Avanti Travel Insurance blog

25 May

What to do if your luggage is lost when travelling abroad

Your rights regarding lost and delayed luggage

It is estimated that 42 million pieces of luggage are lost globally each month. If you are one of the unlucky ones, what action should you take?

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It’s a holidaymaker’s nightmare. You’ve carefully chosen and packed your belongings, only for your suitcase to fail to make an appearance when you arrive at your destination. If you are one of the unlucky ones who are left standing at the luggage carousel, here is some advice on what you should do next.

Prevention is better than cure

It may sound obvious, but the best course of action is to avoid losing your luggage in the first place. Of course, nobody sets out to lose their suitcase, but there are certain steps you can take to minimise the risk. For example, add your name and contact details to the inside and outside of each piece of luggage so that the airline can easily contact you if any bags do go astray, and make sure you remove any old destination tags before checking your bag in. Additionally, tight connections and late check-ins are the most common causes of lost luggage, so try and avoid these if at all possible.

While it won’t stop bags from being lost, packing any valuables, important documents and a change of clothes in your carry-on luggage can minimise the upset and inconvenience that can be caused by a lost bag.

 

Take action

If the worst happens and your bag does go missing – don’t panic! The first, and most important thing, you should do is report the missing bag to your airline’s help desk before leaving the baggage reclaim area. If you fail to do this, the airline may refuse to accept responsibility for the loss. If your airline manages to trace the bag, they should aim to get it back to you within 72 hours.

If they are unable to trace your bag, it will be classified as ‘delayed’ for a period of 21 days. During this time the airline should cover any emergency expenses you incur as a result of not having your luggage, for example, payment for any emergency essentials such as spare clothes or toiletries. However, it is not stipulated what form this compensation takes, i.e. whether it is paid up front or retrospectively – you will need to speak with the airline to determine this.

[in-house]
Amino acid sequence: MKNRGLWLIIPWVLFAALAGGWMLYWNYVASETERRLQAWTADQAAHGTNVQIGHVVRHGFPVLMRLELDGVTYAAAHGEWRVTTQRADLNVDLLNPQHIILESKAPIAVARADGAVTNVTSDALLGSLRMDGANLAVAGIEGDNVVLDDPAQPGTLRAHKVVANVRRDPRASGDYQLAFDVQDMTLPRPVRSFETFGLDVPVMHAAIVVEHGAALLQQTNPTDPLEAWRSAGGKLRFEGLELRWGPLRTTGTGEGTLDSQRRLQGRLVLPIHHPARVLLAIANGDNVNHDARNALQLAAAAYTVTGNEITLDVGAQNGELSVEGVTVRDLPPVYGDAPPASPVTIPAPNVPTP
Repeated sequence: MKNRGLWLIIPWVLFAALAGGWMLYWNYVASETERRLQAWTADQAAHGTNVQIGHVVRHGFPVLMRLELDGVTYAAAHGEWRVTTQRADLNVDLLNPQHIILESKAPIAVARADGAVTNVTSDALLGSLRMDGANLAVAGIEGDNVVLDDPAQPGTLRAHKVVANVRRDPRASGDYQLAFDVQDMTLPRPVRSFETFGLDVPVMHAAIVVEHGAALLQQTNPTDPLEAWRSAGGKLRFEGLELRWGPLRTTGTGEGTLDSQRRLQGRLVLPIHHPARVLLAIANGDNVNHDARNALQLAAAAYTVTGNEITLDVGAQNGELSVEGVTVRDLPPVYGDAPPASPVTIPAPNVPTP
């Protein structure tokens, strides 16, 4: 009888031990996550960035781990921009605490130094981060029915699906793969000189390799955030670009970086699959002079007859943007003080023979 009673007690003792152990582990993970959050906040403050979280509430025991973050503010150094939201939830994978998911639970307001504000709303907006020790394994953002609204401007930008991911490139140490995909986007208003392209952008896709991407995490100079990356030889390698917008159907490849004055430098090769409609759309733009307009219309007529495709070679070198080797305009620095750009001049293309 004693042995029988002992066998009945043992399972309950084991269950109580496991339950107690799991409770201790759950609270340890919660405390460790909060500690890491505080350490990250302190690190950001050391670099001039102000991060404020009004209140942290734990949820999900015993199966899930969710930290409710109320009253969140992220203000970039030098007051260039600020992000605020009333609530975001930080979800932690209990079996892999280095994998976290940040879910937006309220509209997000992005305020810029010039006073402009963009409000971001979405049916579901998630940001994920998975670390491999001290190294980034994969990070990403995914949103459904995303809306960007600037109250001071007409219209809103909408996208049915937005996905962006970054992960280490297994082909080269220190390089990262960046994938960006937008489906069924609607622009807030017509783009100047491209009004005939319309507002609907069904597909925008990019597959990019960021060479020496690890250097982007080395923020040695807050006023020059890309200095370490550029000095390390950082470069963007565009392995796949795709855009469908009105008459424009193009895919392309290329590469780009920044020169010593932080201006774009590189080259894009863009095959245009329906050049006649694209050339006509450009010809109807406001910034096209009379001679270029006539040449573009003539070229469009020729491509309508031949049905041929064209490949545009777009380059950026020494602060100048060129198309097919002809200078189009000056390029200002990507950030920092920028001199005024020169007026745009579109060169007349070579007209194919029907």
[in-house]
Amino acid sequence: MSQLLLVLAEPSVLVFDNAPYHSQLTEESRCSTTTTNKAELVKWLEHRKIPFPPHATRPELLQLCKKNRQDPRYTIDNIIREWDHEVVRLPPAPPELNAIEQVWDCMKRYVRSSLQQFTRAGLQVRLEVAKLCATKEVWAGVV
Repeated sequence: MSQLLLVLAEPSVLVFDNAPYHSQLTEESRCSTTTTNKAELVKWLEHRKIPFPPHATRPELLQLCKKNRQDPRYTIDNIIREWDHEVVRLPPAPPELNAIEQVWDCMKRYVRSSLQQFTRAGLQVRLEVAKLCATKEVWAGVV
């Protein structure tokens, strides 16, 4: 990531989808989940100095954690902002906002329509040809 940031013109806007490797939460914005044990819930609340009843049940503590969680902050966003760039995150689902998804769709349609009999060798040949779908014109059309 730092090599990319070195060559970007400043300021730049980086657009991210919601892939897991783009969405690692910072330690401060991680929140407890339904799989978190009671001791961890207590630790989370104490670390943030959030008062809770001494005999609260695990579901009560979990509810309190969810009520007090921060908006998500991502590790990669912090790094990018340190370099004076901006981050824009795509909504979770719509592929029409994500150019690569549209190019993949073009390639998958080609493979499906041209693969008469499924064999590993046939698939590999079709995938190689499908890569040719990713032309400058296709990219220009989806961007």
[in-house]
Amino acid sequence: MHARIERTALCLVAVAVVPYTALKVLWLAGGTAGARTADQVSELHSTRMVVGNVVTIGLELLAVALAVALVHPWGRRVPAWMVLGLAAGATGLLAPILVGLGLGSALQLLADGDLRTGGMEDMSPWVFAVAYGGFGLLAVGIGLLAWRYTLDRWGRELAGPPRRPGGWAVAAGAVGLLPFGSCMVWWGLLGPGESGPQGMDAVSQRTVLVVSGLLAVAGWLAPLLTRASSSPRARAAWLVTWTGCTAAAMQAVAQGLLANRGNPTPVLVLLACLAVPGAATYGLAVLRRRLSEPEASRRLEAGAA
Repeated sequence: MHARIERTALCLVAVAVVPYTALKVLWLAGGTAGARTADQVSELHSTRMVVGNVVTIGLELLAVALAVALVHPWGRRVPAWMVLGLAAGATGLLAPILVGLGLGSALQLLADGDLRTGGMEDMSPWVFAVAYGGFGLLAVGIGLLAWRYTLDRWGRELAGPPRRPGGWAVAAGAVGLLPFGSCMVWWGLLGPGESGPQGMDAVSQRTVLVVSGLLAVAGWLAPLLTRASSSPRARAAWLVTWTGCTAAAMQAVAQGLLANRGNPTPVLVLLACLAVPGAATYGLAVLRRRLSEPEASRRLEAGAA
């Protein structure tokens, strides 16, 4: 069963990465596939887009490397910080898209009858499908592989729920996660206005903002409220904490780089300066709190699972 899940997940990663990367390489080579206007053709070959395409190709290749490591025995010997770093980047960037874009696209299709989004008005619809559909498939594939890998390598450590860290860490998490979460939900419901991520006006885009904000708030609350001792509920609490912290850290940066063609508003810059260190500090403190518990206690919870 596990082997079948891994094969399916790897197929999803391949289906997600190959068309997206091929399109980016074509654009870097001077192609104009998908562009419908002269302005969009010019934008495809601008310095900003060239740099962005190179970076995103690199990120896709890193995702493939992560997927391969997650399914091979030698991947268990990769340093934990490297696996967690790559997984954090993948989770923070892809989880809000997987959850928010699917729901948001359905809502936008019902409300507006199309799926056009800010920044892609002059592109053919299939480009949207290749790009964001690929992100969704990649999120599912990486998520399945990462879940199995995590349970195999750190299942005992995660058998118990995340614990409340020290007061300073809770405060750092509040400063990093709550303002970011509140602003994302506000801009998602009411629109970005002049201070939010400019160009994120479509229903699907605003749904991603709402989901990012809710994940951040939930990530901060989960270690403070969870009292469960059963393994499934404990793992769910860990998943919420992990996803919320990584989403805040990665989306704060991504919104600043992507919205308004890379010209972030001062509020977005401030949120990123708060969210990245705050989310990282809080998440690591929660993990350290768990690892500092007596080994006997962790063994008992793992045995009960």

If your luggage is not found or returned to you within these 21 days, then it is considered to be lost and you can make a claim for compensation. Under the Montreal Convention, the airline is usually obliged to compensate you for your missing bag and its contents. You will be asked to provide a list of the case’s contents (and receipts where possible) so it’s always a good idea to make a list before you travel, remembering to pack it in your carry-on!

 

Are you insured?

Unfortunately, airlines are not bound by any set rules on how they should compensate you for lost or delayed luggage. This is why it is so important to ensure you have adequate travel insurance before you fly.

Many travel insurance policies offer cover for lost or delayed baggage, which can be easier than trying to claim through the airline. However, levels of protection, excesses, single-item limits and exclusions can vary widely from policy to policy. It is vital to check your policy documents before you travel so that you know what is covered, whether you are liable for any excess and, most importantly, how to claim if the worst happens.

There is no doubt that losing your luggage can be incredibly stressful and can cast a shadow over your holiday. If you are one of the unlucky ones whose bags fail to appear, follow the above steps to firstly try and retrieve your items and, if that’s not possible, to ensure your are compensated for the loss.

 

Image Credit: Pixabay.com

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